Two Ballot Access Bills Advance in California Legislature

On May 6, the California Assembly Elections Committee passed two bills that ease ballot access restrictions. Both bills passed unanimously. AB 2351 makes it easier for parties to remain ballot-qualified. AB 2233 reduces the number of signatures in lieu of the filing fee in special elections, on the grounds that the petitioning period is so much shorter in special elections than in regular elections.


Two Ballot Access Bills Advance in California Legislature — No Comments

  1. California’s current restriction on a candidate expressing a political parry preference for a small party will not stand up to a court challenge based on freedom of speech.

    A political party preference does not represent an endorsement by the political party, therefore the modicum of support decisions such as Storer v Brown simply do not apply. Instead decisions such as Cook v Gralike will. Under current law, the State of California requires a candidate to state a preference for one of 7 select state-recognized parties, or state that he has no political party preference.

    California’s only interest is that the political party preference is accurate, which can be determined from the candidate’s voter registration, and that the political party functions as a political organization. This can be achieved by the political party having a name in 85 languages; a small number of registrants (100 should be enough); bylaws; officers and an executive body, which is ultimately responsible to party registrants; and financial reporting.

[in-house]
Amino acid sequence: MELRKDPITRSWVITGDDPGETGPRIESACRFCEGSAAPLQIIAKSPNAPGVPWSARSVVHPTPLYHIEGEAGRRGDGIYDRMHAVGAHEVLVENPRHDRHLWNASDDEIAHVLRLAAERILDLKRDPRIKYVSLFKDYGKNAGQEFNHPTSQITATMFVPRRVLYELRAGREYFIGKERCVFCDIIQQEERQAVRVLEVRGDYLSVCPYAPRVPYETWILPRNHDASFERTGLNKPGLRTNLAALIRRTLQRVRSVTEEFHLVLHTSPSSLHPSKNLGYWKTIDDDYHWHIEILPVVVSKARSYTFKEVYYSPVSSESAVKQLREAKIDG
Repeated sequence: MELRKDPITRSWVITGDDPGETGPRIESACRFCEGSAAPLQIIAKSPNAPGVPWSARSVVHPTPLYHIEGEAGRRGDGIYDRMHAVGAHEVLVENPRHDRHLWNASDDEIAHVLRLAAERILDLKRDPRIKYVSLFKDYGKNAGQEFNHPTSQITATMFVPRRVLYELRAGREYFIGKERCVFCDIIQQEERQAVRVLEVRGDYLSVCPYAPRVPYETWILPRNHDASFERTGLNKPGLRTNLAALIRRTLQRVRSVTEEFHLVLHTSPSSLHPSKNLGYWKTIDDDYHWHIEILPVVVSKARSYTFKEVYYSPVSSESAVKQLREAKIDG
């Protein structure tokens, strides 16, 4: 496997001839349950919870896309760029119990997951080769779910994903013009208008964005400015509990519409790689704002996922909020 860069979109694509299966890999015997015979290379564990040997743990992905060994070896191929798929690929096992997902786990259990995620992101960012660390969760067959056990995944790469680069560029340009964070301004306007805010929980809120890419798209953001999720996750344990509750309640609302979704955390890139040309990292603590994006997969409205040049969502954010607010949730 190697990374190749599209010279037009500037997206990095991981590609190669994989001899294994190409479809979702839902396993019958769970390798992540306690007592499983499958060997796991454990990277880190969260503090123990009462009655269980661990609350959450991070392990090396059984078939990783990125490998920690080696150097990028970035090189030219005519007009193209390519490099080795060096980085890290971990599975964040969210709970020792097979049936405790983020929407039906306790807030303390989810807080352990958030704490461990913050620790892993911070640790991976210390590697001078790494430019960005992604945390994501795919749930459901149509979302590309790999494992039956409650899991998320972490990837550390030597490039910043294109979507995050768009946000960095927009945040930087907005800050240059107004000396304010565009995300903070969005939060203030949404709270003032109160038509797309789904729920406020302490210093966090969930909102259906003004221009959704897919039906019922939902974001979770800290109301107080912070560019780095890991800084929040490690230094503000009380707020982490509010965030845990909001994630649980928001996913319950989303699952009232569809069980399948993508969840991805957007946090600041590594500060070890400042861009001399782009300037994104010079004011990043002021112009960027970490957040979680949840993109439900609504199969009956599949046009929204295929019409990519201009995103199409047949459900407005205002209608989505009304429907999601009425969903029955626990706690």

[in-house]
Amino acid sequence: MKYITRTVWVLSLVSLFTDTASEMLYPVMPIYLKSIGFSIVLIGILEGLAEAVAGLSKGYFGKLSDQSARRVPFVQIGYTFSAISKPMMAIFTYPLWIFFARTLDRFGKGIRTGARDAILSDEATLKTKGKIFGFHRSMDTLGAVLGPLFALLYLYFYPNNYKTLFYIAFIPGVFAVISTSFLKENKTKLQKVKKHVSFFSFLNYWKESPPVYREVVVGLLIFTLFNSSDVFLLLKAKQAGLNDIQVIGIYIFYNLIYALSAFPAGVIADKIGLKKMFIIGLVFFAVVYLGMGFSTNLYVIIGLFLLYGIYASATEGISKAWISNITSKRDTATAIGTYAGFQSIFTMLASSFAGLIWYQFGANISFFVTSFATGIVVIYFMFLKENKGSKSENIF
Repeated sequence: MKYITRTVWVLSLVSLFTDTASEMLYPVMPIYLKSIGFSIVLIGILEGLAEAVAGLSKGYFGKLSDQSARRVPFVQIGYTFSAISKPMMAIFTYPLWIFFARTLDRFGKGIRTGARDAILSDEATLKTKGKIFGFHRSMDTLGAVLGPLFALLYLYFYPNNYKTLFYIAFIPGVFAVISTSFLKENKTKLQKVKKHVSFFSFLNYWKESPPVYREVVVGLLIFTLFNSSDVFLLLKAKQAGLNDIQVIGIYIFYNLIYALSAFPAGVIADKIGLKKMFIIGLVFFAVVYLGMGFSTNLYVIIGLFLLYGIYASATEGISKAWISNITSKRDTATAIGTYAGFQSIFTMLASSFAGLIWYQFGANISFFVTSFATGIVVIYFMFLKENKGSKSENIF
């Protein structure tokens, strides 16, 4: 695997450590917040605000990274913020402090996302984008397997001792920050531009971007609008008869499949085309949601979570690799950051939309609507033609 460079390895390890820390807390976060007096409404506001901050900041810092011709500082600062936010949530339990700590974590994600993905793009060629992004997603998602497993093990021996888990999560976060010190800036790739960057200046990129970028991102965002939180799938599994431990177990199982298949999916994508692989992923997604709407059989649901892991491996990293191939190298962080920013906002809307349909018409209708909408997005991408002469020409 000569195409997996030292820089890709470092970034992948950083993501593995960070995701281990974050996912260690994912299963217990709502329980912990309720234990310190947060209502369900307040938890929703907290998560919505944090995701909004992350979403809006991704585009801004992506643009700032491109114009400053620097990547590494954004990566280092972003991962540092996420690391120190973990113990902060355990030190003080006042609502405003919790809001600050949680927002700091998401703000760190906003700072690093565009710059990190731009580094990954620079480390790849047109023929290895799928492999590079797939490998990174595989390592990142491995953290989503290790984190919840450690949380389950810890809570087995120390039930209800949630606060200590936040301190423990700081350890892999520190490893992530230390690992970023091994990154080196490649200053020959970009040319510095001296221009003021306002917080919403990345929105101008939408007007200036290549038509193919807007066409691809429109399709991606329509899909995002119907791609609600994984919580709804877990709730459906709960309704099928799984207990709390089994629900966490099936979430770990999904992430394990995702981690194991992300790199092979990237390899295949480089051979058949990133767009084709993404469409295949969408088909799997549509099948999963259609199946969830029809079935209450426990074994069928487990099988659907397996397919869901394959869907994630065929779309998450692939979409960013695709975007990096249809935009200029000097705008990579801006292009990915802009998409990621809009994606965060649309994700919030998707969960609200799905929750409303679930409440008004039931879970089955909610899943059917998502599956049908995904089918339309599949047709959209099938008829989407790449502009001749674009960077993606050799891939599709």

In essence, California should use the model of corporate registration for political parties. California does not care how large a corporation is, or what its products are, or even whether it is successful or not. It cares that it has officers and a board of directors, chosen ultimately by the shareholders, bylaws, financial reporting, and that it pays its registration fee.

  2. AB 2351 creates “sum of the votes cast for all of the candidate
    for an office voted on throughout the state who disclosed a
    preference for that party on the ballot was at least two percent of the entire vote of the state”.

    If it passes, will Jonathan Jaech get 2 % of the vote for attorney general? As of now the only race that show a hope
    of a 3rd party candidate getting the 2 % is David Curtis for S of S.

  3. It is reasonable to expect, not just hope, that Nathalie Hrizi, Peace and Freedom Party candidate for Insurance Commissioner, and Ellen Brown, Green Party candidate for Treasurer, will get at least 2% of the vote in June. In each case, they are one of only three candidates on the ballot in their race.

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